How process automation can boost efficiency

Australia has a vibrant medical devices industry focused on exporting its products and creating overseas markets.

Companies in the Australian medical devices industry undertake a wide range of activities including the research, development, manufacture, and distribution of products ranging from surgical gloves and syringes to artificial joints and hearts.

It has been estimated that around 17,500 people are employed in the industry. Australia represents a large and highly advanced medical device market.

The Australian market for medical equipment and supplies was estimated to be $3,823 million in 2010, equal to $177 per capita. Australia also accounts for around 1.7% of the total world market.

However, the Medical Technology Association of Australia (MTAA) estimated total annual revenue for the Australian medical technology industry to be $7.6 billion in 2009-2010 with this figure being extrapolated from various sources of data.

The industry is unique in that it imports most of what it uses (98.8%), and exports most of what it produces (97.2%), mainly to the US, New Zealand, Europe, Japan and the UK.

The global nature of the industry means that its future viability and continued success will be based on its ability to develop competitive products for export markets.

To remain competitive in a relatively high-cost economy such as Australia, the application of automation is an essential ingredient in creating sustainable medical devices manufacturing businesses.

At the heart of Cochlear's product development is one simple idea. Innovation.The right investment in modern, custom-designed, custom-built and fully installed automation solutions will enable businesses to achieve success in increasingly competitive global markets and grow exports into the rapidly developing economies of the world.

When applied appropriately the benefits are clear. Automation of the manufacturing process not only drives down costs, it improves quality, reduces waste, optimises energy use and achieves flexibility. Flexibility is important in this industry, as the need for productivity improvements is a constant challenge.

Balancing production requirements against sales forecasts in a heavily regulated industry can make this difficult. Developing a process with an eye on future automation can benefit companies if they meet their sometimes optimistic sales forecast and find themselves scrambling to meet demand.

Partnering early with a firm that has a strong experience in automation can lead to developing a process in a stepwise manner, and making the transition from a labour-intensive process to a highly productive process easier to manage.

The nature of the finished product in the medical devices industry typically means that a unique manufacturing process is required, as opposed to traditional pharma where the equipment required is typically sourced off-the-shelf.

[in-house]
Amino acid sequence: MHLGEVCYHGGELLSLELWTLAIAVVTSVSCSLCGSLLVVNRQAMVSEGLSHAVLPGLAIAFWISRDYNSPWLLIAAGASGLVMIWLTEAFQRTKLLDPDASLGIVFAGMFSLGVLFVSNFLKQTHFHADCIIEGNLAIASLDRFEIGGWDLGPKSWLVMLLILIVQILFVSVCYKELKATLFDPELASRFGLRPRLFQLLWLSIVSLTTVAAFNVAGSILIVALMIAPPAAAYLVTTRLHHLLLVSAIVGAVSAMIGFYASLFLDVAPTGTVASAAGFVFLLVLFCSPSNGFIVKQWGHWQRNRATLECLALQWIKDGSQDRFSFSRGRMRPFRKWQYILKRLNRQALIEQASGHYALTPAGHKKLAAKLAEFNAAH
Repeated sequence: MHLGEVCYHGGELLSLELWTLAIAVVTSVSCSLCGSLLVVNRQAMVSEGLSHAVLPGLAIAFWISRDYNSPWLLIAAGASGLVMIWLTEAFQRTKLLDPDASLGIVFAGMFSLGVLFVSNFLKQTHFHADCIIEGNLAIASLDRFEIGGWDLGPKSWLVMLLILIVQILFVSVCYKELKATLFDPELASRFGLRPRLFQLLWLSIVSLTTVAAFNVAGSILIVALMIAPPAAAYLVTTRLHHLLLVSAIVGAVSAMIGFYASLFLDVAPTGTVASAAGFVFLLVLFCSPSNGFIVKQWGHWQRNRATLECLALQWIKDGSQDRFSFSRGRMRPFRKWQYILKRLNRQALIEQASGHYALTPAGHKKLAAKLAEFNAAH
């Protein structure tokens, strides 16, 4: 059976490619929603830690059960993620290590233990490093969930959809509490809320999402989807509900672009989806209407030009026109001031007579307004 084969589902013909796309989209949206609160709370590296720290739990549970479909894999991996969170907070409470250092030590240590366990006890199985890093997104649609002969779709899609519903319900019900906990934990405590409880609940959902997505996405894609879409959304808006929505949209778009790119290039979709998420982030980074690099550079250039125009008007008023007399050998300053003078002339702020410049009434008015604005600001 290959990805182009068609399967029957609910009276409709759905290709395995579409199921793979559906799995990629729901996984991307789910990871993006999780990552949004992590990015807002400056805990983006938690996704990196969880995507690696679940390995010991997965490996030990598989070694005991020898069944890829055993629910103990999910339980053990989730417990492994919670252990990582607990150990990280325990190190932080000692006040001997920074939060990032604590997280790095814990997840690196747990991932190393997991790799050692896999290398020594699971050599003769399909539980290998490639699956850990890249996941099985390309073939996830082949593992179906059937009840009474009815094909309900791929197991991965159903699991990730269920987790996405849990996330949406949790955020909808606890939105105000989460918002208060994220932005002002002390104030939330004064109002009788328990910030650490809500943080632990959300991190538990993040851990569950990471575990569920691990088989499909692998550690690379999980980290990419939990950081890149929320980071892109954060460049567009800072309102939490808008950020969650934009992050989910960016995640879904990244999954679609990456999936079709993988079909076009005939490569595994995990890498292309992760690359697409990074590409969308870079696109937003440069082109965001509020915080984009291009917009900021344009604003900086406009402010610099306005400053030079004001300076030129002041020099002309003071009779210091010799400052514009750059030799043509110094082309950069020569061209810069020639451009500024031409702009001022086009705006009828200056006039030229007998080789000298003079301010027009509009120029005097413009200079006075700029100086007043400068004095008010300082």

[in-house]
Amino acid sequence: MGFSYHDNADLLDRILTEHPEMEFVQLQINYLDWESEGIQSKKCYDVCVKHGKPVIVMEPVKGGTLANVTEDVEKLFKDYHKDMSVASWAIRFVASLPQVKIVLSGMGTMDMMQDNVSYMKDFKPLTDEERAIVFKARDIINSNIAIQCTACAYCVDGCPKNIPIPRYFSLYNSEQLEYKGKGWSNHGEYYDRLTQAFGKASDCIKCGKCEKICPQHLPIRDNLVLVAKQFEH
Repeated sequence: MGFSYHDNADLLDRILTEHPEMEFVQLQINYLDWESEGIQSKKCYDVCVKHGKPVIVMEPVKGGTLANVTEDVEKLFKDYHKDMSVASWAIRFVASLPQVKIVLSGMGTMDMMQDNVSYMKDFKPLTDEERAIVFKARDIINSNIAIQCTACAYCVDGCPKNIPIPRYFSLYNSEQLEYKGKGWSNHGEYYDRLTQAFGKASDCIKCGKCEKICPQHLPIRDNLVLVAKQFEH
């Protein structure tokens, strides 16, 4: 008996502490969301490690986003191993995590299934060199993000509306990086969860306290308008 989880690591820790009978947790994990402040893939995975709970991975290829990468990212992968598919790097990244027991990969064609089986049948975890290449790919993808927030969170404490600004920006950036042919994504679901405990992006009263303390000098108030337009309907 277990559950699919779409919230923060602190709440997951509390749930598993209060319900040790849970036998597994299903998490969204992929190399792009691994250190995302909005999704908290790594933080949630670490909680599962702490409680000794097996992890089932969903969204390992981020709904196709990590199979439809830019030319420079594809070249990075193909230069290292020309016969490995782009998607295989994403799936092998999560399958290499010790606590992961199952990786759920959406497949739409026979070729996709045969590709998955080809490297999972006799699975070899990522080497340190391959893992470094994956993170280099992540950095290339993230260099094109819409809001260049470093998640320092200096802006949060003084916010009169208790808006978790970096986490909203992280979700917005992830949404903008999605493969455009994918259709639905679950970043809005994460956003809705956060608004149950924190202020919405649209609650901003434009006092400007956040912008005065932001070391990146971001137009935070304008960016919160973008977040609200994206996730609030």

This requirement for a unique process can provide the need for innovative ideas within large companies to improve their processes.

Consequently, this will foster opportunities for custom-engineering and automation specialist firms which can put in place plans to strategically improve a process over several years if needed with the regulatory requirements in mind.

The Australian medical devices industry is largely comprised of SMEs, in particular, companies with fewer than 10 employees. However, the top end of the industry is represented by its two truly global players: Cochlear and ResMed.

Cochlear designs, manufactures and sells the Nucleus Cochlear implant along with the Bone Conduction Hearing Solution Baha osseointegrated bone conduction implant, with an estimated 250,000 cochlear implant/Baha recipients receiving a Cochlear Limited product since their establishment in 1981.

Cochlear designs, manufactures and sells the Nucleus Cochlear implant along with the Bone Conduction Hearing Solution Baha osseointegrated bone conduction implant.At the heart of Cochlear's product development is one simple idea. Innovation.

In order to allow engineers to focus on continuing their innovation work, Cochlear outsources parts of the design and manufacturing of custom machinery for their production facilities.

Precision Mechatronics has engaged with Cochlear in several projects over the last two years. These projects have ranged from straight replication work, to automation of labour-intensive processes, as well as solving material handling challenges.

Process automation is key driver to success for companies like Cochlear. This is true in industries in Australia, as reflected in our declining rates of national productivity. Our high currency value, and relatively high labour costs among other factors make the need for an efficient process critical. Process automation can contribute significantly to this.

Precision Mechatronics has recently delivered a production prototype unit to Cochlear, which via process automation will reduce the number of people movements within the cleanroom environment by at least a magnitude.

The benchtop unit removes the need for the operator to make tens of trips within the cleanroom. This offers multiple benefits: a better working environment for the operator, a more efficient process and also importantly for this regulatory environment, a more consistent process with a reduced risk of human error.

While the development of the medical device industry is open to speculation, the presence of the big two, Cochlear and Resmed does provide an excellent pool of talent to base the growth of the industry.

Already there are several small companies that have taken the lead from these two and are looking to make the next breakthrough.

Jason Thelander is CEO Precision Mechatronics[Jason Thelander is CEO Precision Mechatronics.]

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